Finally watched it last night. Instead, I got a film that quickly grew on me as the body count mounted (hence the Englsh title). An earlier reviewer said it was like Fargo, but I would add a touch of an absurd Kill Bill body count. At the end of the film I was laughing out loud. A great dark comedy.
In Order of Disappearance (2014) 720p YIFY Movie
In Order of Disappearance (2014)
Kraftidioten is a movie starring Stellan Skarsg?rd, Bruno Ganz, and P?l Sverre Hagen. The honorable citizen Nils ploughs snow in the wild winter mountains of Norway, when his son is mistakenly murdered, Nils takes action, which...
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The Synopsis for In Order of Disappearance (2014) 720p
Nils ploughs snow in the wild winter mountains of Norway, and is recently awarded a Citizen of the Year Award. When his son is murdered for something he did not do, Nils wants revenge. And justice. His actions ignite a war between the vegan gangster "the Count" and the Serbian mafia boss "Papa". Winning a blood feud isn't easy, especially not in a welfare state. But Nils has something going for him: Heavy machinery and beginners luck.
The Director and Players for In Order of Disappearance (2014) 720p
The Reviews for In Order of Disappearance (2014) 720p
I avoided this film thinking it would be scary Scandinavian noir, butReviewed bymissustoadVote: 8/10
In Order of Disappearance tells the story of a Swedish snowplowman from a remote part of Norway who becomes a vigilante after his son is murdered by gangsters. But recounting the story wouldn't really give much of an indication of why this one is so impressive. The narrative is definitely good but it's the way it's told that makes this one a winner. The chief reason is probably its humour. The script is full of funny dialogue, with characters often going off on humorous tangents about, for example, why only cold countries have a welfare state or how nice Norwegian prisons are. The script is full of humour that never feels forced and genuinely amuses. It works so well because the actors on hand to deliver the lines are so very good. The standout for me was P?l Sverre Hagen, who plays the vegan crime boss The Count, who puts in a thoroughly hilarious performance.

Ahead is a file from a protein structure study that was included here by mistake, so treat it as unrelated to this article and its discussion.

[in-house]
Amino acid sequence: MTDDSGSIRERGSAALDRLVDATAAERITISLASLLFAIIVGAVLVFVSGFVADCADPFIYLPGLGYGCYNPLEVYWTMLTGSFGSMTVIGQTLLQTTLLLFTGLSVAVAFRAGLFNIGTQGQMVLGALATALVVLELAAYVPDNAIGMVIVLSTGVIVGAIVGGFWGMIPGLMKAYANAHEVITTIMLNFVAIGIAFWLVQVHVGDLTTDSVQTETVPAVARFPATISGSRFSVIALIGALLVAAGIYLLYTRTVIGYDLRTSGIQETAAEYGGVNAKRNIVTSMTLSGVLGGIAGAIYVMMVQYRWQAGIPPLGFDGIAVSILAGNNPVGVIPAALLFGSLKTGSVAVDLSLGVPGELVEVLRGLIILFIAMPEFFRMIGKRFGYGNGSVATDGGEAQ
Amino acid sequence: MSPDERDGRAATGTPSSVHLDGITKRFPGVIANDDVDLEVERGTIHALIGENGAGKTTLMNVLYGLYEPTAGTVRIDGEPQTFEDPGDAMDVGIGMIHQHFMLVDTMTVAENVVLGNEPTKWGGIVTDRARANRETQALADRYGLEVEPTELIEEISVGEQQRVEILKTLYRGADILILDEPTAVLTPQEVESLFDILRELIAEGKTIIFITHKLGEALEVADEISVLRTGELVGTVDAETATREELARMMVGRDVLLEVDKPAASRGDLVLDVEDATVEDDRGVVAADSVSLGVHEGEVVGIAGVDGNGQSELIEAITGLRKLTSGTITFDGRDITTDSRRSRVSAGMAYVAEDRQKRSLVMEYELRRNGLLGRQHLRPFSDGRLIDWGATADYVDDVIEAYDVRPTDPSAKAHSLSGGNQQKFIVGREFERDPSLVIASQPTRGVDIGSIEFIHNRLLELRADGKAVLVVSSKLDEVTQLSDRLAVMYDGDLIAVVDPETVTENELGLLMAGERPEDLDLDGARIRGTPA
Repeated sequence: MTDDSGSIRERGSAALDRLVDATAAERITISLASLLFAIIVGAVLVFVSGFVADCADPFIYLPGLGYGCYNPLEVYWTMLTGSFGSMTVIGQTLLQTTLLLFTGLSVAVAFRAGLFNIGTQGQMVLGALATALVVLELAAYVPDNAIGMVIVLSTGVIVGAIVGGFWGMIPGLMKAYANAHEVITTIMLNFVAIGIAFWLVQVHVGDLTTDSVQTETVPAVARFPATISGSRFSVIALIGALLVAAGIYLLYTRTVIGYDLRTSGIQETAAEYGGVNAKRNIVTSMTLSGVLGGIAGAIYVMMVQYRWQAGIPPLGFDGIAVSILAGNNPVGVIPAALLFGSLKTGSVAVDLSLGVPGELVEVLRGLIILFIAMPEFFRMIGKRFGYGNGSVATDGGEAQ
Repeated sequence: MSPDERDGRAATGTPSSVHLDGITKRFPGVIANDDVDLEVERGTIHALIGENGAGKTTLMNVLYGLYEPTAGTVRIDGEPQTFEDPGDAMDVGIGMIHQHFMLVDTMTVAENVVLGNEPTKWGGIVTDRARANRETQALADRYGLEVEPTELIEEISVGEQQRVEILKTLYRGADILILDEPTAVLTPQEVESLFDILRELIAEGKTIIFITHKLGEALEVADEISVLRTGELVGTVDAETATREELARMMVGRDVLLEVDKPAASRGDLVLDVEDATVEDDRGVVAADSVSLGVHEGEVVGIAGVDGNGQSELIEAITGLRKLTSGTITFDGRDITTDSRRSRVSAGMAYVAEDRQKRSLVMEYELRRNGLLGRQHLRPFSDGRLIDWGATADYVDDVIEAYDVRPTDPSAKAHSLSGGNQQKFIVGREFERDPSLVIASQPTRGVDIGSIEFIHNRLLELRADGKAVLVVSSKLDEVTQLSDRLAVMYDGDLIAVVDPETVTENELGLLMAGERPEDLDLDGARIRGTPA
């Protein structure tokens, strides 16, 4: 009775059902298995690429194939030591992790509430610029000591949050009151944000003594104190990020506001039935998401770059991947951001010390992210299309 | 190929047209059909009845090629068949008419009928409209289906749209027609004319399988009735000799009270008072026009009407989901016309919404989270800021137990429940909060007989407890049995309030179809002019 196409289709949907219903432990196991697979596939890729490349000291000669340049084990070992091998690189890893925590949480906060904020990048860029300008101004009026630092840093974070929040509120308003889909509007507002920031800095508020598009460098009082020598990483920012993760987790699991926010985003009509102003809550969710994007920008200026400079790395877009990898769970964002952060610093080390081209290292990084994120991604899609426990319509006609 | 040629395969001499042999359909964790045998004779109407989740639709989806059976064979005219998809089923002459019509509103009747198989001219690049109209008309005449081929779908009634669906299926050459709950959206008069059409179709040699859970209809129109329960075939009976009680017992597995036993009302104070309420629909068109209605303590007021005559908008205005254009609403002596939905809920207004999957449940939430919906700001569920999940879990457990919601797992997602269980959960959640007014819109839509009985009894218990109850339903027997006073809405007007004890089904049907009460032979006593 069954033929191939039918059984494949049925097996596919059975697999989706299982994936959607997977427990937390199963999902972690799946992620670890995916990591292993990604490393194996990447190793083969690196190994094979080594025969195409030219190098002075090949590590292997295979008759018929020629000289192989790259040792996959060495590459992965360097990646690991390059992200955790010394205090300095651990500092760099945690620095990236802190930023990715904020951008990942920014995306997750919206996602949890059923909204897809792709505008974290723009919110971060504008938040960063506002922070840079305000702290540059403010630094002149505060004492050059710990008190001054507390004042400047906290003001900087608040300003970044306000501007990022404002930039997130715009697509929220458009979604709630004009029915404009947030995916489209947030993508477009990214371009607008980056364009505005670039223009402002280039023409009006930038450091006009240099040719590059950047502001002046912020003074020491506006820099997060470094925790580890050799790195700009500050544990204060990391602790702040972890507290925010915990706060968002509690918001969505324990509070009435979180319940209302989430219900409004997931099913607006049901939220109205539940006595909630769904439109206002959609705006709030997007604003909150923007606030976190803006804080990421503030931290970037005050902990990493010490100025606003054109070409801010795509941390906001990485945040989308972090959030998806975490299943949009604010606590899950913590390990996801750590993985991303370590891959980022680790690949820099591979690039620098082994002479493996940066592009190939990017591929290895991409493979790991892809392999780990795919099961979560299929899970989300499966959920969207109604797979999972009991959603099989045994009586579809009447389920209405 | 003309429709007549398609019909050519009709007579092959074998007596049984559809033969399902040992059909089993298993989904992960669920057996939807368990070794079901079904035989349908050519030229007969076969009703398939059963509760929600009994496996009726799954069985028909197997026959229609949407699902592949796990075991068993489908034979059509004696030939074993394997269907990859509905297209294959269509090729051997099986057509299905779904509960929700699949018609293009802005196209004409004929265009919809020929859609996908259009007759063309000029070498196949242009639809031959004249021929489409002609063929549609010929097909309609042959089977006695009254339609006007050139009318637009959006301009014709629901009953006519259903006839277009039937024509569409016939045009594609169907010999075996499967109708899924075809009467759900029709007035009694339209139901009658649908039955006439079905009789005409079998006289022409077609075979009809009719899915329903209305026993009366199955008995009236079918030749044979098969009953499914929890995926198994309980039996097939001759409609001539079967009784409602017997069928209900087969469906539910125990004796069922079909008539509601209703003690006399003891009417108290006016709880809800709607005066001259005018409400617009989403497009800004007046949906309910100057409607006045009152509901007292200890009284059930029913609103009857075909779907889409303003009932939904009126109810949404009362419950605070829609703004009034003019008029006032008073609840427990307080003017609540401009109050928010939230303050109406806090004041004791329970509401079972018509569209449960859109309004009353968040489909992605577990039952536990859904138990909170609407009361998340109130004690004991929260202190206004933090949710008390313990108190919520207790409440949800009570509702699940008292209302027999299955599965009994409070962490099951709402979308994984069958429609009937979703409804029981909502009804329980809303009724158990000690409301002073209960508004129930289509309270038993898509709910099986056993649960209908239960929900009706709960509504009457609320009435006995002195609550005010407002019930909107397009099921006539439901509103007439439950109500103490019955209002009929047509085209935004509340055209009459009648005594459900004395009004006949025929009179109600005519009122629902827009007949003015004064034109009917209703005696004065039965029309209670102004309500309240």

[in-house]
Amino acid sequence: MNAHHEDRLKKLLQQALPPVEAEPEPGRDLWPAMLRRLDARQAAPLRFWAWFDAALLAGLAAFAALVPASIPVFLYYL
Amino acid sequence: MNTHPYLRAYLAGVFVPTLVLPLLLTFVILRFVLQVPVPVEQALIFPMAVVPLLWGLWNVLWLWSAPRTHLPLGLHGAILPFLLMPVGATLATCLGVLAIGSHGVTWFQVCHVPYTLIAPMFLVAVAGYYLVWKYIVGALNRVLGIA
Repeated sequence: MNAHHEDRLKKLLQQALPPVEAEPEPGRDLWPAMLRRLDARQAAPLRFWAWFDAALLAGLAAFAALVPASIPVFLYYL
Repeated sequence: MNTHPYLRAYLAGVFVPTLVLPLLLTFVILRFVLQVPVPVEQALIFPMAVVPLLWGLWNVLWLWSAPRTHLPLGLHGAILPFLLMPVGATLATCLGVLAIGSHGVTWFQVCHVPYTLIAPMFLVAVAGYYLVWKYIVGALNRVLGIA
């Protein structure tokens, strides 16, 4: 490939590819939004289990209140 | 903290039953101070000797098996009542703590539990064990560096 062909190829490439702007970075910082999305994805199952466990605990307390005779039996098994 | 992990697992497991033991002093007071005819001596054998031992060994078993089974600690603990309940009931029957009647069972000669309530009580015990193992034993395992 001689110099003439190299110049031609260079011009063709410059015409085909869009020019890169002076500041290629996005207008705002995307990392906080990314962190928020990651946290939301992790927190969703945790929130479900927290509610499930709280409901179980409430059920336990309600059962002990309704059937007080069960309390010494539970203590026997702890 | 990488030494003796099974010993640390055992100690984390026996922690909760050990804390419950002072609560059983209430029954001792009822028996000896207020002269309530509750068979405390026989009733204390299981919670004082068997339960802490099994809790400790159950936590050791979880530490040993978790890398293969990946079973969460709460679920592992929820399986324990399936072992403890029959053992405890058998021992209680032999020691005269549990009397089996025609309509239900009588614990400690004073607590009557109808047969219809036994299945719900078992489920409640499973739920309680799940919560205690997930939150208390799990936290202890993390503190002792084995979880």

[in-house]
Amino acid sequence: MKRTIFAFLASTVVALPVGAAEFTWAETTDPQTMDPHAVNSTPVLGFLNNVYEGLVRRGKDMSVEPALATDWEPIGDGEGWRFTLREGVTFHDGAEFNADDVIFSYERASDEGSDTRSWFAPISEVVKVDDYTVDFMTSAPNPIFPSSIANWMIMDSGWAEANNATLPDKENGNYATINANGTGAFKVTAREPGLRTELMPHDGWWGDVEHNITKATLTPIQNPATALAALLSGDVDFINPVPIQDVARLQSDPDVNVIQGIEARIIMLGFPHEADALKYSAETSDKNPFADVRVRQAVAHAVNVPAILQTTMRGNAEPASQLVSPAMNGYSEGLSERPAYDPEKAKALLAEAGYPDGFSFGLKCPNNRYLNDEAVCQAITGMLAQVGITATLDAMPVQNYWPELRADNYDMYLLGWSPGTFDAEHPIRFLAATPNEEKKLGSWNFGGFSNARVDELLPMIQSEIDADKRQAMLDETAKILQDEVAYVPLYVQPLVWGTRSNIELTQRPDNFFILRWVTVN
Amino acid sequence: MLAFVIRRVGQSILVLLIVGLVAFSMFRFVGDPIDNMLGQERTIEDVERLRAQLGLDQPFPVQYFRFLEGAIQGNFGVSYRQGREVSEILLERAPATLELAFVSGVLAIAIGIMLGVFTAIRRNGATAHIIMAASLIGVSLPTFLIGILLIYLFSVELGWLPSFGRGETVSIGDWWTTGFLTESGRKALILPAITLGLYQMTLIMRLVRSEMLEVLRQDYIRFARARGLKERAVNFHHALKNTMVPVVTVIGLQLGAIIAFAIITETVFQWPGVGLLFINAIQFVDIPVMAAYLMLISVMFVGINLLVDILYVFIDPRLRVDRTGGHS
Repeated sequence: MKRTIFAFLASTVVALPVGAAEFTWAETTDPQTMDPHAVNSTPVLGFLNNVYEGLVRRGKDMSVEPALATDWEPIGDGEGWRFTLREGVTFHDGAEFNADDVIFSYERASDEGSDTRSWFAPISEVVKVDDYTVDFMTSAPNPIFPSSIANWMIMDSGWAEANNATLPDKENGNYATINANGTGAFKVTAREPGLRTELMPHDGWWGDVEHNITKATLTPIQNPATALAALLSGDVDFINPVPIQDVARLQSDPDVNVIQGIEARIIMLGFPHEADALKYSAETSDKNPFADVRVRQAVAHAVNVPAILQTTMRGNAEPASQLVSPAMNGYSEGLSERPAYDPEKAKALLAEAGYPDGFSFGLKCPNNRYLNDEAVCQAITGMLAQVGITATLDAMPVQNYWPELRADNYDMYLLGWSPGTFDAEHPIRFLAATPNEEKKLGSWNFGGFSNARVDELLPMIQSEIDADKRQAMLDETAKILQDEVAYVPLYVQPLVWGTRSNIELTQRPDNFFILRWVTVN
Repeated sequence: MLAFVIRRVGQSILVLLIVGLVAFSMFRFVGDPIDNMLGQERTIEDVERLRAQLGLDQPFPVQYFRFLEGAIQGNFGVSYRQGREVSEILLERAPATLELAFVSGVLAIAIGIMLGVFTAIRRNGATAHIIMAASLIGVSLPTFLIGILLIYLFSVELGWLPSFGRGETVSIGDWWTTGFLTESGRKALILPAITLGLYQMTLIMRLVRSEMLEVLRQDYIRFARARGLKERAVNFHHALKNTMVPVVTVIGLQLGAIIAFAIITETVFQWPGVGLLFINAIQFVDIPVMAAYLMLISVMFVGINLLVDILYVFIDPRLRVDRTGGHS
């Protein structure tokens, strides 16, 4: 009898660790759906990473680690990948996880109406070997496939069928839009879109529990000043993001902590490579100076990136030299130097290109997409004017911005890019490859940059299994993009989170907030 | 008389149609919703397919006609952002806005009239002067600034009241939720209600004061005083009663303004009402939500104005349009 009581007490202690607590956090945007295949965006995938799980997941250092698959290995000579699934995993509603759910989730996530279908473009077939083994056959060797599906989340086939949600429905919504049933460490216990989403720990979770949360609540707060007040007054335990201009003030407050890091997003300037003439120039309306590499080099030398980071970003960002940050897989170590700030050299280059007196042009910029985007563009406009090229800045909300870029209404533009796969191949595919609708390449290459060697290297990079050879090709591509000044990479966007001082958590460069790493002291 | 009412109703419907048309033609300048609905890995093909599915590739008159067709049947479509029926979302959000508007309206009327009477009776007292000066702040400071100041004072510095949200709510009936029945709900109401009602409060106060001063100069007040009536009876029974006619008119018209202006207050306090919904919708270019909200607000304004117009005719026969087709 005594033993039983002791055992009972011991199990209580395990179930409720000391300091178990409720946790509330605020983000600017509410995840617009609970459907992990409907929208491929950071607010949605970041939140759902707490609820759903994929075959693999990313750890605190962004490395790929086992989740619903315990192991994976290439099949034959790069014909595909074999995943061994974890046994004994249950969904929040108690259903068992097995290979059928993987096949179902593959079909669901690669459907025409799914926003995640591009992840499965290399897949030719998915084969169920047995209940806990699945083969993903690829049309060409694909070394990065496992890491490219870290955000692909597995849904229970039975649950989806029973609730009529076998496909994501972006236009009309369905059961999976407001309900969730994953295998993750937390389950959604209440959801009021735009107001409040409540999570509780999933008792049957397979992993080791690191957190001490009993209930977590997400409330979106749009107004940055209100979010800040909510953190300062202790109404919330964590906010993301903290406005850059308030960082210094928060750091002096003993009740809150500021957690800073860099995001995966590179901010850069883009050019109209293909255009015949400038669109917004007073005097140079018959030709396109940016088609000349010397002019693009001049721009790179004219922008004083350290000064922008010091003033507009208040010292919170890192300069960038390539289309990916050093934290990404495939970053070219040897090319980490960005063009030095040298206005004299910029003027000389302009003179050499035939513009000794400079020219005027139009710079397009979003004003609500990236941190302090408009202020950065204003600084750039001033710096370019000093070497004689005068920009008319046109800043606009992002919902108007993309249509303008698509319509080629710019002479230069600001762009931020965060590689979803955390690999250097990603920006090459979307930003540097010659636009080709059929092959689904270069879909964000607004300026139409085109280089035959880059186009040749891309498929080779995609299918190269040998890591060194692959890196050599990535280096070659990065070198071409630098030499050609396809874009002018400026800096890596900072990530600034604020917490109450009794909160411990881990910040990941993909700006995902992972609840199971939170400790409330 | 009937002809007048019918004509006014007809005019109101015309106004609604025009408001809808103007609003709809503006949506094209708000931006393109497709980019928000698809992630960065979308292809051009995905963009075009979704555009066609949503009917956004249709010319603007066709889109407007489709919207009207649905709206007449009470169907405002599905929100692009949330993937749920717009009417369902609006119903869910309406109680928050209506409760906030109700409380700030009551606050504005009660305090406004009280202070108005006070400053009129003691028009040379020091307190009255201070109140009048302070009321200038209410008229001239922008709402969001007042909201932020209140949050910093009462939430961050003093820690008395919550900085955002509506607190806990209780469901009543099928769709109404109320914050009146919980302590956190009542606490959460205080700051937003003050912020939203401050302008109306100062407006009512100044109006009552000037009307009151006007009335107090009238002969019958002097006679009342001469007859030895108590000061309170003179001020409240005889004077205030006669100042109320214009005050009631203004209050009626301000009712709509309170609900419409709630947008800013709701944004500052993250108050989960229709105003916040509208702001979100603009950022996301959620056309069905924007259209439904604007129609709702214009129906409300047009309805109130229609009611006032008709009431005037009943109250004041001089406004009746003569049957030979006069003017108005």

As the title suggests the film documents the order in which characters disappear, i.e. are murdered. The way in which it does so is to display their names on white text on a black backdrop with an accompanying symbol of their religious group; to this effect we have the Protestant crosses of the dead Norwegians, the Catholic crosses of the Serbians and the Star of David for the one Jewish victim. It's an unusual, original idea that is both funny and kind of poignant at the same time. It goes against the grain of most crime films that for sure. The story has the vigilante killing his way up the crime chain in his pursuit of revenge over his son, while at the same time two rival gangs – Norwegians and Serbians – fight amongst each other on account of a confusion caused by the vigilante's actions. This allows for lots of varied events, interesting characters and much hilarity. In Order of Disappearance is a very solidly recommended crime-comedy, with lots of good things about it. It's yet another recent example of the Scandinavians having a bit of a knack in making refreshingly different crime films.
As the critics said some days ago, when Kraftidioten (International titled "In order of disappearance") premiered in the main program of the Berlin Film Festival, this is both hilarious, rough and beautiful. While giving loads of fun and entertainment, you'll soon discover that the film has a complex underlying theme which makes this interesting on a much wider scale.
But still, this is not a film for the faint hearted. That said as a warning, because the body-count is bigger than in any Norwegian film I've seen before. There's no sex, but all violence in this, still testosterone filled, movie with a hero called "Dickman". You can't say it more obvious than that.